James Kew was born in Beamsville, Ontario, Canada where his father, William Kew, manufactured cabs and carriages and was a man of note in the community. After graduation from the University of Toronto he studied law, but because of coming to California to improve his health never practiced. After regaining his health he was employed by the East Fruit Company in San Diego, also lived in Riverside for some years before coming to Inglewood.
In 1951 the Third Annual Progress Edition of the ‘Inglewood Daily News” was dedicated to “James Kew, Inglewood pioneer who made a major contribution to the development of Inglewood and Centinela Valley.
When James Kew died in 1955 at age 91 he had lived in Inglewood for nearly 60 years, very interesting years in a changing community. When he came in 1898 the ten-year-old town of approximately 300 population was the only town in Centinela Valley, an area now occupied by seven cities. Inglewood was the center of an agricultural community. There were no sidewalks except for wooden ones built by merchants in front of their own businesses.
In 1905 the Poultry Colony had been established in North Inglewood and soon became world-famous. A high school district had been organized in 1905 and seven and a half acres for a campus were purchased in 1906 for $5,000. A building was completed in 1908 in time for the first graduating class of one boy and four girls to hold its Commencement. One of five diplomas hangs on the wall of the Freeman Library in the Centinela Valley Heritage and Research Center on the Centinela Adobe grounds.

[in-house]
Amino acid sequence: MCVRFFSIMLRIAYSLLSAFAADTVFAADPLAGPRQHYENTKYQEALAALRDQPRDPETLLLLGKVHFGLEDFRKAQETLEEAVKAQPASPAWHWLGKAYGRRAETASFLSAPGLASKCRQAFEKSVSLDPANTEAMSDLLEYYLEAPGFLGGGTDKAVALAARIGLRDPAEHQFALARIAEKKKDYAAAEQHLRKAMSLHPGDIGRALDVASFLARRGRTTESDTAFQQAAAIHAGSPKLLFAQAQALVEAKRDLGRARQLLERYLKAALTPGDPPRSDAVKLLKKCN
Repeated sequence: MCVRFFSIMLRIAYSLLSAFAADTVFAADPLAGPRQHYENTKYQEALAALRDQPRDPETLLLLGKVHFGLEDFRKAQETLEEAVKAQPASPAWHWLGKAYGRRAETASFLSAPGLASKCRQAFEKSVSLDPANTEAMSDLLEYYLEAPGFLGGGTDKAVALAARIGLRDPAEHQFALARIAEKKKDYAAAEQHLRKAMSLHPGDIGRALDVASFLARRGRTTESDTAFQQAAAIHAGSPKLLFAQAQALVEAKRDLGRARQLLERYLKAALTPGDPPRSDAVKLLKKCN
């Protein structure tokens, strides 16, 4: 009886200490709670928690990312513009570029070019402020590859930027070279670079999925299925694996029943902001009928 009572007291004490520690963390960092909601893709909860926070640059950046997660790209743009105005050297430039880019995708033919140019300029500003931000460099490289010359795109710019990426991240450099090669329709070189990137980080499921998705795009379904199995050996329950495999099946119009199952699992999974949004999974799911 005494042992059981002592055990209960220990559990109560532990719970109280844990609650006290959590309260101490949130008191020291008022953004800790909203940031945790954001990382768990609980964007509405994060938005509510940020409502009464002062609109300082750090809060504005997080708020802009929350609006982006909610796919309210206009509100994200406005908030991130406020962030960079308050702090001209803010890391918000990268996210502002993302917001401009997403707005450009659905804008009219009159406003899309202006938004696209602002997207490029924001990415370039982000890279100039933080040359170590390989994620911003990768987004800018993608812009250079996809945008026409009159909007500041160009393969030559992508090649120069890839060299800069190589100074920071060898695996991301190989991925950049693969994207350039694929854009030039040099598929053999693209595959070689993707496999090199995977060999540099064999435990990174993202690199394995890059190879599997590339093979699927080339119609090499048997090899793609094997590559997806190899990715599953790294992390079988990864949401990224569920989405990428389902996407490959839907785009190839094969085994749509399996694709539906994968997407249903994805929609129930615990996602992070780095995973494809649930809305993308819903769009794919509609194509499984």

Inglewood Park Cemetery had also begun in 1905, followed by a streetcar line to bring both mourners and coffin to the cemetery. Kew was here for Inglewood’s incorporation as a city and as city clerk was a part of the new city government. He was here during the disastrous 1920 earthquake which put Inglewood on the map. He saw the population double in the next two years to 7000 and the price of front footage on Market Street rise from $35 or $50 a front foot to $1000 or more.
He was here during the 1930’s when Inglewood businesses were serving a retail territory of 100,000 people within a ten-mile radius. He watched the rise of an airport replacing the Andrew Bennett ranch, the growth of the airplane industry and the great changes brought by World War II.
When James Kew first came to Inglewood there was only one school, the Queen Street Grammar School. When he died in 1955 there were 13 elementary schools, including the one named for him, two high schools and two junior high schools. The pupils who attend James Kew Elementary School today may well be proud of the rich heritage which this outstanding man helped so greatly to make possible.